Follow along with me in the studio on Instagram.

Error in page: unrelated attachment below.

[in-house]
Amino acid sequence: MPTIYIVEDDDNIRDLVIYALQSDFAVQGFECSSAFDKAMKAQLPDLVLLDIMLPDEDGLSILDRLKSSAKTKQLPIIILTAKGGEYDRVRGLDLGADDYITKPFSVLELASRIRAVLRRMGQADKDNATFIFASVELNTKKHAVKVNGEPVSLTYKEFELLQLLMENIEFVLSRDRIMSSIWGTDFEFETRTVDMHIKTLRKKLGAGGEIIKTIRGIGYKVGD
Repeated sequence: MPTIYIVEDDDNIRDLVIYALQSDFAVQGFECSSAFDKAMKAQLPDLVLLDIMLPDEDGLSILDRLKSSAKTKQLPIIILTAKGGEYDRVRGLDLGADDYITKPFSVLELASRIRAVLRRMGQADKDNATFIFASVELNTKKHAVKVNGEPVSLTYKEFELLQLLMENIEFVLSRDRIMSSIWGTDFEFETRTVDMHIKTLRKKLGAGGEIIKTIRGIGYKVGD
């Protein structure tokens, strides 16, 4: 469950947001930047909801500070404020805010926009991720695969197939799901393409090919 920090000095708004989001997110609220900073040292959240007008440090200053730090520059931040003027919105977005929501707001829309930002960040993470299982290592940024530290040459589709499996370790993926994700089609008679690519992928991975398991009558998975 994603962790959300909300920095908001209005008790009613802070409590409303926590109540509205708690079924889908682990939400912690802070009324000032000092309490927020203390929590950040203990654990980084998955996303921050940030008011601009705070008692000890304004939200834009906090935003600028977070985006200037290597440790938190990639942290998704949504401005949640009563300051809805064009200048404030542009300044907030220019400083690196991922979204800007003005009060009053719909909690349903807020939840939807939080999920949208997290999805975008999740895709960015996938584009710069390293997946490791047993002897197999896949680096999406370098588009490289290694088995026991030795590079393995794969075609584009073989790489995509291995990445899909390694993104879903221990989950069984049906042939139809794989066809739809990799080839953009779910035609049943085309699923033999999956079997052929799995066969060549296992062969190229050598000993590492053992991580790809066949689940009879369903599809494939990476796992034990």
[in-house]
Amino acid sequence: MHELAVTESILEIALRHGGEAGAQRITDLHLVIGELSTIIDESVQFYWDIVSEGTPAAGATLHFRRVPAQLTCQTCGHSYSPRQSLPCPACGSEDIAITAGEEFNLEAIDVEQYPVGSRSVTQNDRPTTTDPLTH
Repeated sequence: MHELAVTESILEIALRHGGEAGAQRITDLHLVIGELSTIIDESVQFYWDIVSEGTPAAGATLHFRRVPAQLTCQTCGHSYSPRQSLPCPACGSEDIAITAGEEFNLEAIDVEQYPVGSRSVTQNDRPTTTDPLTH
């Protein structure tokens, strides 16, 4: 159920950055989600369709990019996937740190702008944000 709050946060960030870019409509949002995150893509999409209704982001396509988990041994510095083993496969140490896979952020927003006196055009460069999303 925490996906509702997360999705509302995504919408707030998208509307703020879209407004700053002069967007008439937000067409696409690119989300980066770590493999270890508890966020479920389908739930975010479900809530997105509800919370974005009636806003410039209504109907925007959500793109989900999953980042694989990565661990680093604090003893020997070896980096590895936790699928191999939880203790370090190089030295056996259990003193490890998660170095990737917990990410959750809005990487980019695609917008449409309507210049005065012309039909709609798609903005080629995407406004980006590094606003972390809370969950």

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1. Introduction: Do you ever feel like you're going to ruin a painting even before you start it? The white page staring you down? Me too. Hi. I'm Laura Lantieri and I'm an illustrator and designer based in London. As a self-taught illustrator, for years I've been absolutely terrified of the white page. Always thinking that as soon as I put my brush down that beautiful image in my head will disappear. That is at least until I discovered how to compose my hand painted elements in Photoshop to create final illustrations. In this class, we're going to create a beautiful still life illustration using hand painted elements and then transferring them into Photoshop. We'll start by choosing our objects and materials, go through the color mixing process, putting pencil and brush to paper, and then bringing them in to have some fun and move them around together in Photoshop. I'll show you tips and tricks I use along the way with keeping in mind the best practices when you're planning to digitize your work on paper and things to consider when you're editing your elements in Photoshop as well. By the end of this class, you'll have a beautiful still life illustration that you can add to your portfolio, turn into an out-print, share on social media, print on a tea towel, the options are endless. You'll also be able to apply the skills learned in this class to other forms of illustration, from patent design to more complex detailed images. This class is great for anyone who's wanting to loosen up, relieve the pressure of the painting process, and get comfortable with working between analog and digital formats. While this class is suitable for students of all levels of experience, some Photoshop knowledge is required. In the next lesson, we'll look at choosing our objects and getting started with the process. I can't wait to work with you on this project. Let's get started. 2. Your Class Project: Your project for today's class is to create a simple still-life illustration by painting elements on paper, and then composing them to make a beautiful finished picture in Photoshop. The focus is loosening up and getting comfortable with making images here, no pressure. I chose this fun and simple project because you can find objects in your own home and use whatever painting materials you have at hand. I recommend choosing 4-5 objects. Feel free to paint more or less, but no less than three. Look for different shapes, sizes, textures, and levels of detail, as this will help make your final composition visually interesting. If you're stuck for ideas, you can work on a theme such as food and drink. Here are some suggested subjects I like to paint. Fruit and vegetables. This is a great option as they're usually really easy to find even if they're not already in the kitchen. Packaged food and toiletries, are great subjects too. They can have fantastic typeface which can be fun to replicate, and have lots of interesting graphic details. You can always simplify the labels if you're feeling overwhelmed. Remember, artistic license is key here. If you're anything like me, you have books lying around in just about every nook and cranny of your home, pick a favorite one that inspires you. Ceramics and kitchen items are wonderful still life subjects. They readily available identifiable forms and make any table lay appealing, plus they are a classic still life motif. Flowers and plants are always an attractive addition to a still life. If you'd like to paint botanical, these are definitely for you. My advice is to paint what most interests you. This implies for anything illustrate. But it's good to note that in this project, it really doesn't matter how random the objects are together, it'll make for a more interesting dynamic composition. The objects I've chosen for my still life a humble onion, a wooden spoon, I lovingly hand carved myself and gained many blisters in doing so, a beautifully centered greenhouse candle, a very unique sculptural pencil holder, by British artist Pablo Bronstein, and my favorite vermouth, Berto Bitter, such a brilliant red and I love the label. You'll find a summary of materials and extra resources covered in this class under the project and resources tab, including a step-by-step guide to start your class project. I've also included photos of my objects if you'd rather follow along with me for each step of the way. Remember to upload your progress to the project gallery below for feedback and engagement with your peers as you go. Grab your objects and let's get ready for the next lesson. 3. Materials: I'm going to quickly run through the materials I'll be using for this class. Starting with our sketching, I'll be using a light HB pencil. But for the purposes of demonstrating on camera, I'm going to be using this Palomino Blackwing. I'll also be using an eraser, whether it's kneadable or a standard eraser. It doesn't really matter, they both work. Some prefer kneadable just because it can still keep a semblance of a line. I'll have a pot of water and some paper towel for blotting out my paint. I'll be using Winsor and Newton Gouache. I always have a fairly big tube of the permanent white because I tend to go through it a bit more. Then a selection of colors here. The Winsor and Newton paints are great because they're really creamy and the tubes last for quite a while. Here I've also got scrap paper for my sketching and also a piece of scrap watercolor paper for testing out colors as I blend them. Which leads me to my palette, a really dirty palette at the moment. But as you can see, it's just a ceramic plate. I sourced this for 50 pence at a charity shop in Cornwall. So anything will do, but you can also use plastic palettes if you prefer. I'll be using a selection of round tip brushes, as you can see here, in varying sizes. They go from zero up to 12. I have the Peggy Dean pigeon letters brushes, which are really great. They've got a nice thin tip so you can get a lot of coverage and then come up to a nice point. Then just some affordable small brushes from Cass Art. This is a zero, so really good for very fine detail which sometimes I like to do. Another option of an affordable brush is the Daler Rowney brand. Lastly, I'll be using a Cass Art watercolor smooth paper. This is a hot pressed paper, so it doesn't have the same tooth as a cold pressed. I prefer the smooth for painting with Gouache. But if you're painting with watercolors, you might prefer a little bit more texture, completely up to you. Just a thing to bear in mind that when you're painting with the intention of digitizing a work on paper, the tooth sometimes can be harder to remove in Photoshop afterwards. To transfer my painted elements into Photoshop, I'll be using a Canon scanner. However, if you don't have access to a scanner, you can use a camera or a smart phone. Just be sure to take photos in good natural light. If you'd rather not use what I'm using, you can choose any paint, markers, brush pens, pencils, or crayons that you like. I recommend papers that's at least 300 DSM for wet media or a decent quality cartridge paper for dry media, and a fine camera or scanner to take images of your work. Gather your materials and in the next lesson, we'll take a look at color. 4. Choosing Colour: In this lesson, we're going to choose our colors before starting to paint. There are two things that I want you to keep in mind when choosing color for your project. Firstly, the great thing about a still life is that you can literally just use the colors you see in front of you. Of course, you can paint apples purple and oranges blue if you want to enjoy a more playful approach to a still life palette. The second thing to consider is that you will be bringing your painted elements into Photoshop at the end, that magical tool which can re-color your artwork. Photoshop is a great way to relieve pressure from the palette voting part of your process as you can play with things like hue and saturation and manually re-color items later. That said, I do recommend you try to create a palette you're fairly happy with, as it means you'll have more control over your results and also less work to do later. If none of these feels comfortable to you, I recommend putting together a Pinterest board of the color palettes you naturally gravitate towards. Another tip I have is to take a wander through your favorite art supply store and pick out some pencils or markers that jump out and catch your eye. Put them together and see how you feel. Do these colors create the mood you're going for? Are they subdued, bright, vintage-inspired, high-contrast? Answer those questions and then think, does this feel right for you and your objects? If you find you're completely stuck, pick a single favorite color and work in monotone. Just make sure you're giving each object different tints and shades for variance, otherwise, the final composition will look a bit flat. The approach I'm using for my still life is to use the colors I saved before me on my objects and to enhance or tweak them as it feels right to me. Now that I've looked at the colors in my objects, I'm going to lay my paints out on my palette, which I have cleaned for you. A list of the colors I'm using are available in the class resources attached under the Resources tab. I will use small amounts to start and then I'll mix larger amounts when I'm happy with the colors. I'm going to mix the colors for my onion first. If I take a look at my onion, I can see there are some orangey brown through there, and also some tiny hints of light green. I'm going to try to create a color I'm happy with that's fairly close to the onion, but also just feels good to my eye. When I mix colors, it's very much a process of trial and error and often, I'll keep swatching until I feel happy, which is what I'm going to do here. I'm mixing some yellow ocher with some of my permanent yellow deep and even a little bit of Naples yellow. I want to create a few shades within the onion, just to think about as I paint, and I'm going to do that now. I already know ahead of painting what colors I'm looking for on my palette. I want to create a bit more of that orangey-ness and also a bit more of the graininess within the onion. I'll just have a play with that. As I said, I'll just keep swatching until I feel good about a color. Sometimes it happens really quickly and other times it takes a bit more work, so it's just part of the process. The wooden spoon is really similar warm tones, but there is a little bit of a grainy hue in there, and obviously this beige color. I want to use similar colors to the onion so there's consistency, like occasioning my painting. But I also want to think about adding some grain at times in details. Sometimes I do thin lines just to know that they are really detail lines for my painting rather than the big swatches for this swatches in color. That's my onion and my wooden spoon. Now, if I look at my candle, I didn't think I was going to paint it in a warm, dark brown tone and there was a gradation of color here I'd like to achieve in my painting. However, now that I think about the colors I have already, I don't want it to be dominated too much by brown, and I would like to offset that color with something else. I'm going to try make a dark grey-blue color that I think will work quite well, and then, I might be able to tie that in with one of the pencils that sits in the pencil holder. With this ultramarine blue, it sounds a bit counter-intuitive, but I'm going to pick up a touch of white just to make it a little bit more opaque before I deepen it with the black, which will add the gray shade I'm after. It's always good when you're mixing to just add a little bit of paint at a time. Otherwise, as I did that, just then I felt like I added too much black, and then you have to go through more paint to get the color you want. I really like that blue. It feels like it's a little bit of a statement color, and what I can do is also add a little bit of a white to create variance in the object. For my pencil holder, there's this lovely olive grain and some other colors I probably can reuse from the palette I already have. For example, these grainy yellow tones will match the top of this, and the beige I've created for my wooden spoon, I could also use to keep that consistency throughout the painting. I know we're going to assemble things later, but while we're doing our color swatching, it's great to think about how the colors might relate to each other between the objects. I'm going to mix up some olive green and a little bit of gray. Now, because this is a marbled-like effect on the sculpture, I'm going to put down my swatch, but I'm going to add a little bit of water to give it almost a water-color effect, which is how it appears on the object. For the gray swells that I marbled through as well, I'm going to pick up some of that color I mixed for a wooden spoon detail lines and just mix a little bit of wine into that and see how that looks for my gray highlights, and I think that will work. They're not really highlights, are they? But you know what I mean. Lastly, I am going to have a look at my Berto Bitter. Now, the liquid itself is quite vibrant, so I'm going to take the red directly from the tube and then mix a little bit of a dark black into the details for the label in the cap. Again, because the liquid is translucent, I'm going to apply some extra water, and that's just how I'm going to paint. Great. I'm really happy with that. The other thing I've neglected to mention is the background of the label on the Berto Bitter. Again, I really want to have neutral tones that tie through the whole painting. I am going to pick up this beigey color that I'm using on my wooden spoon and also the pencil holder sculpture. The only other thing I haven't considered yet here is how I'm going to approach the glass of the Berto bottle. I usually like to use a very, very diluted blue color to paint glass because I've already got blue on my palette. I'm going to get the tiniest bit of it and add a lot of white and do a very light wash when it comes to painting that. It looks like a lot, but it's just because I like to swatch a fair bit. Here is my palette for my painting, and I will refer to that throughout painting my objects. Now that we've gone over the color process, let's get painting. 5. Painting Your Elements: Before I start painting, I usually like to sketch out my objects first. It gives me a better sense of the basic shapes and what might need extra attention. It also lets me think about the light source and the position I want the objects to be in. So I'm going to start out by sketching pretty crudely my objects. Here I'm just marking out the main light reflection. So I'm going to go ahead and continue in the same way for each object. I've now sketched out my five objects. As I've gone along, I've drawn arrows just to remind me of the light source. I've positioned them all in the same spot on my desk and made these bubble shapes, just as a reminder when I paint where the line is. On the wooden spoon, it's incredibly subtle because it's a poorest object. So I'll keep that in mind when I paint, but it may not be as obvious as say a reflection on the gloss or on the ceramic. With the ceramic, you may have noticed that I drew it one time and then didn't like the proportions. So I've drawn it again and it's better because it's a difficult object in terms of proportion scale and perspective. I'm most likely to sketches that with a lighter pencil and my painting. I mentioned in the materials that a need of eraser is great for this if I show as an example, I can then lot away. Some of the lines with lighter pencil will be even more subtle before I stop painting. Okay, I'm ready to start painting now. So I have next to me my sketch for reference as well as the object I find sometimes a sketch helps me simplify the object in my mind. So it's good to refer back to it. It's also where I've done a lot of the visual thinking. I'm going to use my size 8 brush and put down my initial beige color. So now that I've got the basic shape down, I'm going to go in and add some tonal variation. I can see that there's some oranginess on the top and the bottom from where I'm looking and in the crevices. But there's also some yellowish-green here. So I'm going to walk that back in as well. I'm going to take a smaller brush now, number 2 and stop putting in some details. I want a dark color for that. I'm going to create a highlight for where I marked out my reflection bubble on my sketch. Quash can handle some layering. However, if you're working in another medium, you might be better to leave that part of the paper blank before painting the lightest sections, especially if you're using something transparent like watercolor. Now I'm not super happy with how this is looking with the highlights. So I'm going to come back and work on top of this one paint's dried. Now that it's wet, it's not going to improve with me working over and over again. So I'll move on to my next object and come back to that later. Now this is a bit wonky, but I'm not too worried about it because I'll be able to clean it up later in Photoshop. I've got my very fine brush here to stop painting the text on the label. While there's more texts on the candle than that, I've made a decision to simplify it, because I can't really fit in the full details of the label. So I'm going to leave it at that for now and I'm going to clean up those lines on the outside of the jar when I bring it in to Photoshop. I may come back later and add some more details when it dries if I feel it's necessary. I'm going to come back to my onion now and try to fix that little mess. With the wooden spoon, I'm going to lay down my beige color first and then build up with the darker colors on top. Just so it's easier to say the beige where it needs to be same. I've decided to have my wooden spoon face on. So when it comes to bringing my composition together in Photoshop, it will probably need to be leaning on another object in my composition to make visual sense. So I've sketched out my pencil holder and also my bottle of Berto Bitter. It's probably a bit too faint for you to see on screen. Just so I have a better idea of these more complicated objects on the page. I'm going to put down my beige color now. As I'm painting, I'm thinking about how these images will translate into Photoshop. If the color is too light, it might be hard to pick them up on a scan or photograph and to distinguish that color from the page. If there are pencil lines left on the page, it's going to mean more cleaning up digitally later too. I'm going to move over to my Berto bottle and I'm going to start with the glass first. So I'll use a slightly smaller, round full brush because there are some small edges on the sides to get to. Here you'll see I'm using a really light color, which will be a little harder to work within Photoshop later as I mentioned. But I will show you how I get around this in the coming lessons. So my painted elements are now done. You can see here in the pencil holder, I incorporated a few of the colors from the objects in the pencils. So the orange from the onion, the blue from the candle, and the red from the Berto Bitter. I'm pretty happy with how the objects come together. Before I move on, I'm going to very quickly paint a wash background for the table and the wall, which I imagine will be behind my objects. You're welcome to paint whatever you see fit. I am envisaging a tablecloth and a distressed wall in the background. So next up, we will scan them into Photoshop. 6. Importing into Photoshop: Now that we've painted out elements, we need to get them into Photoshop. As I mentioned previously, if you don't have a scanner you can take photos of your individual sheets of paper with a camera or a smartphone and just make sure that those pictures are taken in good natural light without any extreme sun or shadows. In the next lesson, I'll go over how we can clean up our elements in Photoshop and the method will be largely the same. I am using a Canon scanner and usually I scan on the photo setting. I'm going to go into the Settings here to show you what I set my scanner at to get the best quality possible. I've got a photo and then I've chosen the color option and using the original size of A4, which is the size of my paper, I've chosen the highest resolution possible, which on this scanner is 600 dpi. This means that I can actually double the size of the original image as 300 dpi is full resolution. This means if I work on A4, I can actually scan the image in at 600 dpi and then blow up that image to A3 size for a high-resolution print. Once I've set my settings, I just scan in each individual sheet with my elements and then my background. It will automatically open a window once the scan is complete and I'm just going to open that JPEG image with Photoshop. Once I bring it into Photoshop, I just need to check that the scan is clear, is not blurred or any distortions that I can't fix later. So I zoom in a little bit and have a quick once-over that everything looks like okay. For example, here you can see there are a few spots on the paper, but I can clean them up later and I'll show you how I do that, and everything else looks pretty good. I'm going to go back to my scanner and continue the process with the next two sheets of paper I've painted on. I'm also just making sure that there aren't any broke pencil lines that need to be erased. If so, I'm going to take the paper out of the scanner, quickly erase them, and then free scan the image. Just makes my life a bit easier when I'm working digitally at this stage. Now that I've scanned my three separate sheets of paper with all of my elements into Photoshop, I'm ready to move into the next phase and start cleaning up my elements. 7. Cleaning up Your Elements: In this lesson, we're going to clean up our elements and separate each on to a different layer to work with more easily in Photoshop. Before I start, I'm going to open a new document from my still life composition. I want my file to be fairly large so I'm not limited with how I use it later. I've decided on a square Canvas that's 5,000 by 5,000 pixels. I'll keep in RGB color mode for now. Now, I'm going to go back to my first scan and duplicate my background so I can cut out the white paper. If I try to do this directly with the background layout, Photoshop will ask me to fill the deleted area with the color, which I don't want. To duplicate, I'm pressing Command J on my keyboard. Now, I'll hide my background layer and I'll use the Wand tool by selecting Command W to select the white paper background. I want to make sure contiguous is checked here so that the Wand doesn't pick up on any white pixels within the objects, just the continuous white paper around them. You can now see the marching ants around my paper and along the edges of my objects and paint marks, meaning the white part of the image is selected. Before I hit Delete, I'm going to make sure everything is selected and there are no snaky white pixels still hanging onto the edges of my objects, so I can have as clean a cut out as possible. To do that, I'll go to Select, Expand, and I'm going to expand by two pixels. Then I'll hit Shift F6 to open the feather selection box, which will soften the edges of the remaining elements when I cut away the white. Let's feather one pixel. You can also access the Feather tool by going to Select and then Feather. Now we're ready to hit Delete. You can see from the grand white checkerboard background that this area where the paper was is now transparent. I've hit Command D to remove the marching ants from my paper, so I can just reassess what's left. As you can see on my layer, there are still some things that I don't want to include, including some test paint marks and a few spots that I picked up earlier on when I had scanned in my images. There's also a faint line at the bottom of the page from the scan that needs to be removed. As you remove these elements, I'm going to use my Lasso tool and just circle around the sections that I need to then delete. The shortcut for the Lasso is Command L. Now that I've done that, I just want to make sure that everything does look good and I'm going to drop in a ready dark background to check. I'm creating a new layer here. I'll just drag underneath my top layer so I can then fill the space with black or use Command J to get my Paint Bucket tool and I'll fill that second layer. I can now see whether a couple of fuzzy edges or little flecks of white that I want to get rid of, and I'll go ahead and do that now. Because these little flecks and fuzzy bits I don't want to bring with me later, I'm just going to hit Command D to get my eraser and go around and carefully erase some of the sections and smooth out the edges. You can also see these tiny bits of white that are caught within the skin of the onion. I'm going to grab my Wand tool again, zoom in really close, and try to capture those pixels with my Wand. I'm happier with that now, so I'm going to copy that top layer and paste it into my still life document that I've created. In this new document, I'm going to make sure I've selected my layer 1 and I'm going to individually separate each of those objects out onto their own layers so they are easier to work with later. Again, I'll grab my Lasso tool and circle around or hit Command X to cut the selection I've made. Then I will hit Command Shift V to paste that selection back in the same place, but on a separate layer. Now that the onion is done, I'm going back to layer one and I'll circle out the other two objects and do the same thing. I could keep the wooden spoon on layer 1 as it's the last object remaining from the three that were on this page. However, if I show you with the transform function by clicking Command T, you can see here that the layer isn't limited to the bounds of the spoon alone. It also includes the empty pixels around it from the original layer we copied. I find it a bit confusing to leave all of that space around the object and a bit cleaner to cut the final object die and give it its own layer instead and delete the original layer when I'm done. Before I move on to my next scan page, I'm very quickly going to label each layer with the name of the object, so it keeps my layers organized and easy to handle. Over to page 2, and I'm going to follow more or less the same process, but I'm going to change a couple of things. As you can see, when I hit the Wand button, it's very hard for the Wand tool to distinguish the difference between the background of the paper and the very pale blue background of the Berto Bitter glass. I'm going to have to remove this manually from my selection of the paper using the Lasso tool. I find it a bit easier to do these more finicky sections with a Wacom tablet where I have a pencil, but it is achievable with a mouse and I have done it with a mouse many times. It just takes a little bit more patience. Once I'm reasonably happy with my glass bottle, I'm going to go around the paper and this time I'm going to clean up the dots and extra marks that I lasered at the end before I delete anything. I'm going to go ahead and include them in my marching ants selection. At this point I'm ready to expand and feather my selection and to delete the background. Now I'm going to drop in a black background again so I can check the edges of my objects and clean up any messy bits that I've left behind. Again, I'm going to copy my cleaned up layer over to my still life document and separate each object onto different layers and rename them. The final elements I need to clean up are for my background. For this page, because they're just large sways of wash color, I'm going to use the rectangular Marquee tool, and I'll copy those two selections across. I'm not too worried about distorting these elements because they are just abstract washes in the background, so I can stretch them here to fit the Canvas. I've dropped both of these layers to the bottom of my objects on my layers panel. I'm grouping them together by hitting Command J and re-titling that background. We group together my five objects in the same way so that they're each in their own neat little folders. Now that I've done all this, I just want to add an adjustment layer, just to bring out the pulp of the colors a little bit. When I scan, I often find that the colors can be muted a little bit from the bright light of the scanner, and I just want to adjust that so there's a little bit more of a contrast and a bit more brightness in the images. I'm just adding a levels adjustment layer and bringing up the darkness a little bit. I think that looks a lot better to the objects. I'll drag that adjustment layer to the top of my layers panel above my objects, and I'm going to quickly check that when I turn on my background elements of the wall on the table, that they look okay with that levels adjustment as well. While I'm at it, I'm also going to clean up the sides of the candle jar, which I mentioned while I was painting and has been arching me a little bit in the process. I'm going to do that now. I'm just going to quickly transform the object so that it's as straight as I want it to be on the paper. Using my Move tool, hitting Command V, I'm going to click on my left-hand ruler and drag out some guides to the edge of my candle just so I can save it's measuring fairly straight on the Canvas. That looks pretty good. Now, I'm going to zoom in, and using my rectangular Marquee tool, I'm going to just draw a very thin rectangle along the edge of my jar on either side and then hit Delete. With my eraser, I'm just going to nip off the edges that are left a bit sharp off to that. Then I feel much happier with how my glass candle holder is looking. That looks so good. Before I move on into the next lesson where we'll really get started with the composition, I just want to rescale my objects so they look a little bit more like they're in proportion with each other. Now I've resized each of my elements using Command T to transform them, and they are looking a bit more like they're in scale. I've just spread them out on the page so I can see them clearly. Now we're ready to move into the fun part, which is composing our images. 8. Creating Your Composition: We are now ready for the fun bit of composing our actual image. But before I do anything, I want to make sure I have saved my document. So I'm just going to quickly Save As, find my file location, and keep it as a Photoshop file while I continue to work on it. The next thing I'm going to do is to close the tabs with the original scanned files. I have now cleaned up my objects, and they're each on their own layer, saved in My Still Life document. So I don't need those open anymore. I'm going to reveal my table background at this point so I can start placing my objects bearing in mind where the horizon of the table might be. As I start to move things around, I can get a sense of where things are still not scaled quite correctly and what needs to come to the foreground of my image. I'm mainly using the Move tool and the Transform tool here to move things around and start to get a sense of my composition. Position my objects in their place that I think looks quite nice. I'm just not sure if this is what I want my final composition to be. So I'm going to group those together and rename them as My First Version. Then I'm going to copy that group and create my second option, which I'll play around with now. The first version felt a little bit too tight to me like all the objects were kind of crammed in the one spot on the table. So with this one, I'm going to try and move things around. As you remember, my wooden spoon does need to be attached to another object because it [inaudible] on its side and needs to be resting on something else, but everything else is fairly independent. I want to try and invert my wooden spoon and see if that feels better in the composition with the other objects, especially the two with labels and text. I can't do this because then the texts will no longer be legible and it'll be obvious I've played around with them in Photoshop. But the wooden spoon is actually a really good object to do this with because the light reflection is also very subtle. So it doesn't affect the composition too much in terms of the light reflection suddenly being on the wrong side of the spoon. In any case, I'm not flipping the first spoon upside down. It's just one end to the other, left to right. With the head of the wooden spoon out to the left of the image, it feels somewhat more balanced for me, and I think I'll keep it that way. It feels like another kind of rounder shape to balance off the onion on the other side and then also create another correlation with the round yellow top of the pencil holder. If I feel that my elements are imbalanced or a bit wonky, I like to pull out my rulers from the side of the canvas or the top of the canvas just to double-check. I bet you just noticed I missed a little bit of the white paper and between some of the pencils on the pencil holder. So I'm going to do quickly erase that now because it appears really obvious when the background is dropped in. Taking another look at my background now, I realize I want my table to end higher up in the image. Because I want this painting to look hand-done, the edge of my wall where I've cut it off with the Marquee tool is just a bit too sharp. So I'll bring down my ruler from the top bar just to get the horizontal line, and then I'm going to create a Clipping Mask. Checking black is selected in my color panel to hide the pixels. I'm about to go over. I'll pick up my Brush tool and just work across that line a little bit with a slightly wonky hand, so it ends up looking not perfectly even. For the sake of time, I've skipped over some of my fiddling, and so now we're looking at the composition I've landed with. I'll leave version one for now, but it's always there if I need to go back to it later. Now I want to give my background some attention. The olive green color wash is looking a bit drab. So I want to show you how I'll change this using Adjustment Layers. I've created Levels Layer, and I'm just sliding across the black end of the scale a bit just to add a little bit of darkness. It feels too washed out at the moment. I'm now going to change the actual color of the background because I really don't think the grain is working for me. I've selected the hue and saturation Adjustment Layer, and I'm going to use the slider over the hue panel to see what other colors I can achieve. This is now changing both my tablecloth and my wall because they are the layers below that adjustment layers. I'm just going to press this button with the square in the arrow down, so it only affects the immediate layer below. It looks like I need to bring that directly above the layer for this to work. I really like this blue color I've created, so I'm going to leave that and work on a complementary color for the tablecloth. This moma beige works a lot better for me. When I positioned my objects on the table to paint them, I had a light source from behind, but it was kind of coming from an oblique angle. I want to emulate that in my background, especially the wall. So I'm going to add a Gradient Adjustment Layer, making sure that black is selected on my colors panel. I want it to be colored to transparent or foreground to transparent and the smoothness [inaudible] remain at 100 percent. I want the angle to match what I was saying on my table when I was painting the objects. I'm going to play around with that here. I feel like it's a little bit too dark, so I am going back into my gradient editor and experimenting with these black and white toggles. I think that looks better. As you can see here, the glass on the Berto Bitter bottle almost looks opaque. In reality, it's quite transparent, so next to the dark background it looks like a very flat object. I want to rectify this by making the glass section of the bottle only a little bit more translucent, where it stands in front of the background. To do this, I am selecting a mask, and then I will select my Brush tool, and I want to bring the opacity down. So I've got black selected in my color panel and because I don't want to completely hide the pixels, I'm going to bring the opacity down to about 15, 14 percent. Then with a steady hand as I can muster, and without taking my finger off the mouse, I am going to drag the cursor around the glass elements that I want to be more transparent. If I take my finger off the cursor and click again, it will just build up the layers, so it will continue to become more and more transparent, which isn't what I want. I want a consistent transparency over that section. So I would rather go over the edge of the label loop a little bit and then come back with my white brush to clean up and return that label into full opacity. This part does require a bit of patience and a steady hand but it really is worth it for the effect at the end. So now that my glass looks more transparent, I'm going to make my brush smaller and go over the white reflections on the bottle so that they stand out more. I'll bring up my opacity to 100 percent and make sure white is selected on my color panel to do this. Again, I want a really steady hand because with the mask that's transparent, it's harder to re-work back and forth between hiding and revealing pixels. So I want to get it more or less right on the first go. I'm really happy with how my bottles now looking. So I'm just going to review my other objects. My onion, I think could pop a little bit more. I'd like the color to be a bit more vibrant. So I'm going to add a new hue and saturation adjustment layer to that. I'll bring up the saturation ever so slightly and make sure that it is toggled to the layer blue only so it doesn't affect the whole canvas, and I can just toggle this Eye Button to see the difference between when that layer is on and off. I'm also giving my spoon a very slight adjustment with the levels there. It's all now looking pretty good, but the objects look a little strange sitting on a surface with no shadows. So to do this, I'm going to create a new layer in my background group and select the Clone Stamp. This part can take a little bit of trial and error. I'm going to select the color from the top right-hand corner of my canvas as I think this will work quite well for the shadows. I'm going to play around with the opacity and the hardness of my brush. To start, with the shadow under the Berto Bitter bottle. Oops, I've gone too low, so I need to make sure I'm collecting the color from the top of the canvas and not too close to the pencil holder. But I don't like how I've drawn the shadow. I'm just pressing Command Z to undo. It's easier to get them right as you go rather than trying to edit them later, although I can delete some edges if I'm unhappy with them. I find when I'm painting my shadows in Photoshop, it's sometimes helpful to have the objects in front of me again so I can just remind myself of where the shadows land on the table. Here, I'm just cleaning up this edge slightly with the Eraser tool. If you don't want to use the Clone Stamp tool, you can use the Paintbrush or Pencil tool to create hand-drawn shadows in Photoshop as well. There you have it. Here is my finished Still Life illustration from hand-painted elements in Photoshop. In the next lesson, we'll look at exploiting our files ready for use. 9. Exporting: Now that I'm happy my image is done, it's time to export my document. The first thing I'm going to do is just resave the Photoshop or PSD file. Then I'll save the file as two separate JPEGs. The first will be a larger file at full resolution. I'm going to rename it My still life HR for high resolution. Then use the format drop down menu to choose JPEG. When the next window opens, I'm going to make sure my quality is at 12, the maximum, and the format is ticked on Baseline, Standard. Now that I have my high resolution version saved, I'm going to create a smaller, lower resolution file that I can use on my website and social media. First thing I'm going to re-scale my image so it's half the size it currently is. To do this, I'll select "Image Size" and then make my dimensions 2,500 pixels by 2,500 pixels. I'll save this version as My still life for web, again as a JPEG. When the next window opens, I'll select Baseline Optimized, and I'll bring the sliding bar down so it's medium quality image. This will mean the file's much smaller for uploading to web and social media. If I take a look at my files now I can see that my web version is only 566 kilobytes, so it's quite small and manageable to use online. Then my high res still life is 13.1 megabytes, so nice and large that I can use it at full resolution across a variety of formats. I also have my working PSD file so I can always come back and edit my image later. I'm going to close my file in Photoshop as I'm now done with it. Because I've resized the image to 2,500 pixels square, I'm going to make sure I hit Don't Save because I want my original Photoshop file to remain at the 5,000 pixels, which is what I saved it out at the start of my exporting process. Now you're done. Your image is ready to be shared with the world. 10. Final Thoughts & Thank You!: Guys, you made it. Congratulations. I hope you had as much fun as I did working on this projects. We've covered everything from choosing our objects and materials, to mixing colors, putting brush to paper, and then bringing out elements into Photoshop and creating our final compositions. If there's one thing you've taken away from this class, I hope it's that illustrating does not have to be stressful especially when working on paper, and working between analog and digital formats really can help us loosen up, have fun, and always change an image later as well. Don't forget to upload your project to the student gallery below. I cannot wait to see what you've made and I'm sure your peers will love to see as well. Don't forget Skillshare is a wonderful, supportive community, so make sure you engage with it. If you liked this class or would like to ask me a question, or would like to see me teach something else, please feel free to get in touch. You can also follow me along on Skillshare and via Instagram. If you would like to share your projects to social media, do tag me, and I would be very happy to share with my networks too. Thanks again for joining me, I had such a blast working on this project with you, and I cannot wait to see what you guys have produced.